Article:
Henry Bowen Anthony 1815-1884 - Part III
Henry B. Anthony could be a powerful friend or a devastating enemy. Two men who saw both sides of the senator were Charles Brayton and William Sprague.
Very few will deny that Anthony and the "Journal Ring", as his colleagues were often called, controlled Rhode Island politics through patronage and propaganda. Senator Anthony's position on the committee for Post Offices and Post Roads, and his influence in obtaining liberal pensions for Civil War Veterans and their widows as President pro-tempore of the Senate in 1863, 1871, and 1884, provided a great deal of patronage for Rhode Island. His appointment of Charles R. Brayton of Warwick to key positions in the Post Office and Pension office in the state enabled Brayton to control the Republican Party in Rhode Island for Anthony. The benefit to mill owners, who supported Brayton and Anthony, was great and helped to foster the growth of the textile industry during the period following the Civil War.
On occasion, Anthony's ponderous political power was challenged, but usually Anthony had the last word. One excellent example is that of William Sprague, the young millionaire who wanted to be governor in 1860. Anthony preferred Seth Padelford and kept the Republican nomination from Sprague. In defiance of the political machine, Sprague ran as a Democrat and, by spending a considerable fortune, was successful. With the outbreak of the Civil War, Sprague as governor supported Lincoln and the Republican Party as did most New England politicians. In 1863, Sprague with the help of Anthony was elected U.S. Senator by the Rhode Island General Assembly. His popular appeal could not be denied and for a while Anthony and Sprague were on friendly terms. When the Radical Republicans in Congress impeached Andrew Johnson, Senator Anthony with some reluctance, was a staunch supporter of those who wanted to see the Senate find Johnson guilty and remove him from office. The Chief Justice of the Supreme Court, Salmon Portland Chase, Sprague's father-in-law, felt the proceedings against Johnson were disgraceful and convinced Sprague to vote against removing Johnson. Anthony, and other Republican leaders, by various political threats forced Sprague to change and break his promise to Chase. Fortunately, six Republicans defied the party and voted with the Democrats and Johnson remained in office.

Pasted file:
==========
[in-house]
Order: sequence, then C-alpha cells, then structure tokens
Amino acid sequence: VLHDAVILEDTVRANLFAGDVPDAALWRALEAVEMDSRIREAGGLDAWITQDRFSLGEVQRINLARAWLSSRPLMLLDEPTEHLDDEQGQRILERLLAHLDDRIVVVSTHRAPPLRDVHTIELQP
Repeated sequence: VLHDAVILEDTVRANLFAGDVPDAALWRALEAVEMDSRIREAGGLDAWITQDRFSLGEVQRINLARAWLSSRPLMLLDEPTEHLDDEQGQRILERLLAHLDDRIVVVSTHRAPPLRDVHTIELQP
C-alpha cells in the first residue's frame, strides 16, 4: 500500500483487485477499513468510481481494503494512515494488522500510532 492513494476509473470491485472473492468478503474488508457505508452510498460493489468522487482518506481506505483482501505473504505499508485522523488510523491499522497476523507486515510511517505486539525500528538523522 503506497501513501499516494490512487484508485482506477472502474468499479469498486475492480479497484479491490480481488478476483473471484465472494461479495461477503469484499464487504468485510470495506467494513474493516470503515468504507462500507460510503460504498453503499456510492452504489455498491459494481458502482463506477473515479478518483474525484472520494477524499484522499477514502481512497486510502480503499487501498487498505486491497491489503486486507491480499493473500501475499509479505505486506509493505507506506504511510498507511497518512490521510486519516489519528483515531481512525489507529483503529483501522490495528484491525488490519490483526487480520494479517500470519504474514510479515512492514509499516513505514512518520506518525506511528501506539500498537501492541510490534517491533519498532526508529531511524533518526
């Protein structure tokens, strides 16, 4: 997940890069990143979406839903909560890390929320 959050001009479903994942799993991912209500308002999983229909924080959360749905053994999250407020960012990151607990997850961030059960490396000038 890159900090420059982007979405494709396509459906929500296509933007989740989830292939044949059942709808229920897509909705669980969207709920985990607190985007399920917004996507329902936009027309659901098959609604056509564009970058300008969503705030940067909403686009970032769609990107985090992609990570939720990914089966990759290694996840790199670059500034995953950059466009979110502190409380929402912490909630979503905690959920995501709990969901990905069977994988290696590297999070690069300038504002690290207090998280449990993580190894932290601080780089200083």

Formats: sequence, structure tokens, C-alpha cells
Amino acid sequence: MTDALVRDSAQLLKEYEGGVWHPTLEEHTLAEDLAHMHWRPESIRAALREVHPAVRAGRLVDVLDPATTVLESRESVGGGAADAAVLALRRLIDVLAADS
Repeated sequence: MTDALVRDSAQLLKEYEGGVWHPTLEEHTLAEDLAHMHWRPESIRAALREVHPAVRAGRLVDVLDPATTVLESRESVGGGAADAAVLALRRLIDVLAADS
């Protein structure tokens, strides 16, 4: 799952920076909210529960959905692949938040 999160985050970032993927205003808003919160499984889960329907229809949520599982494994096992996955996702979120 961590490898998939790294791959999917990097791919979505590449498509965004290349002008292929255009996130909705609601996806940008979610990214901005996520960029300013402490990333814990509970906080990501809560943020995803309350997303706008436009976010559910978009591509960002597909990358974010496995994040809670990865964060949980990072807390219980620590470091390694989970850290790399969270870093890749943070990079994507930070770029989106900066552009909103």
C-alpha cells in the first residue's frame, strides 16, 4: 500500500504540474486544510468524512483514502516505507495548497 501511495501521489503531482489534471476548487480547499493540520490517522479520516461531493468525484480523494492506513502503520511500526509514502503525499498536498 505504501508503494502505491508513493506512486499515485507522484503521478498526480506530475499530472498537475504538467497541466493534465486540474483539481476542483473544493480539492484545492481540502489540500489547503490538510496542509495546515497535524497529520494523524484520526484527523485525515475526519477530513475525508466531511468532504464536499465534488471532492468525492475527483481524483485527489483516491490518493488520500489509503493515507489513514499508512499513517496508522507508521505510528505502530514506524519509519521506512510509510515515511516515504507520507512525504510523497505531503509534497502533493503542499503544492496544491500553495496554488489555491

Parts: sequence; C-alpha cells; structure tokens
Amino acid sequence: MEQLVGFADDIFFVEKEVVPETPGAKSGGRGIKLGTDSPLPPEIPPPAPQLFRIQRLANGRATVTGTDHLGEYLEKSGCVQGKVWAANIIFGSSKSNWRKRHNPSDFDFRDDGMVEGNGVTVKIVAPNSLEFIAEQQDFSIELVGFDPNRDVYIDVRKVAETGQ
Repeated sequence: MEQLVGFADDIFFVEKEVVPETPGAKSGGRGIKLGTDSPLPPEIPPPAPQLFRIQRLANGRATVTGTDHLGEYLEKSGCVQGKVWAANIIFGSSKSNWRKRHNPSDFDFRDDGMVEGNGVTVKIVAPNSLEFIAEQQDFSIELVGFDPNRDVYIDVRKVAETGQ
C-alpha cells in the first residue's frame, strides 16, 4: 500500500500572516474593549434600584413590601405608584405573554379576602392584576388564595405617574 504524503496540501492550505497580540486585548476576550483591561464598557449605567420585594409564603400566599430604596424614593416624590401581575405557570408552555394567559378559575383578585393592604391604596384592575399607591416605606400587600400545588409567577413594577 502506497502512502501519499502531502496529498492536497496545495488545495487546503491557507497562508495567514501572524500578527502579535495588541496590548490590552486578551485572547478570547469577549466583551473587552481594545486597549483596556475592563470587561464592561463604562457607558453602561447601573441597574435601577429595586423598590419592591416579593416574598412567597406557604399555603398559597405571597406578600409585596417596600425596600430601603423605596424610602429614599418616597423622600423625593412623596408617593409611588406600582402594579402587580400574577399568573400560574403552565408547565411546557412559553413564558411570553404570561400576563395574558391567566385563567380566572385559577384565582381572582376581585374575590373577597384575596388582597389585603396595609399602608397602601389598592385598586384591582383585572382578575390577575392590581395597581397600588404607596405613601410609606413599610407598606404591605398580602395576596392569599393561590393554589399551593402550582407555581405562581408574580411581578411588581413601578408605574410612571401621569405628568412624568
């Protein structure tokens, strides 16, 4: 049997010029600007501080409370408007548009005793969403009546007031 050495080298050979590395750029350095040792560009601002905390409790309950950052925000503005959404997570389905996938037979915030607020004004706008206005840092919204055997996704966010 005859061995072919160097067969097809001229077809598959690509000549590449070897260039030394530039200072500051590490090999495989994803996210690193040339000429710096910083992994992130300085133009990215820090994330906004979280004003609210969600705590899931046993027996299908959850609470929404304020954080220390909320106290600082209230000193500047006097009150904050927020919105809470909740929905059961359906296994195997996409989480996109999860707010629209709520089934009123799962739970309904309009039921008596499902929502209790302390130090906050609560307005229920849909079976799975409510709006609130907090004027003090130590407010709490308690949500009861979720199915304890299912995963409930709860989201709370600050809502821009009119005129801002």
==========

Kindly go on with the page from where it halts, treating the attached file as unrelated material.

Within a year, Sprague, perhaps disillusioned with politics and suffering from a guilty conscience, lashed out against Anthony and Rhode Island politicians and businessmen. He charged that Rhode Island was controlled by the Brown and lves family and the Providence Journal, which he said was run "by my colleague." Anthony denied the charges and the Providence Journal portrayed Sprague as a madman and a drunkard. Sprague's political career came to an end and in 1873, when he unsuccessfully attempted to borrow money on his considerable assets; he was refused by Rhode Island banks. Because of this, as well as serious blunders by Sprague, the great A & W Sprague textile empire collapsed. Anthony, using his well entrenched political machine, had no difficulty in replacing Sprague with Ambrose Burnside in 1874.
Anthony remained in the U. S. Senate until his death in 1884. He had carefully trained and promoted Charles R. Brayton to control the political machine in Rhode Island and nurtured the career of Nelson W. Aldrich who succeeded him as the power in the Senate and in Rhode Island. Long after Anthony died, his political machine continued to support the textile manufacturers and the rural interests in Rhode Island at the expense of the immigrants and the urban areas.
To some, he was a "pillar of society", while to others he was a knave and a rogue.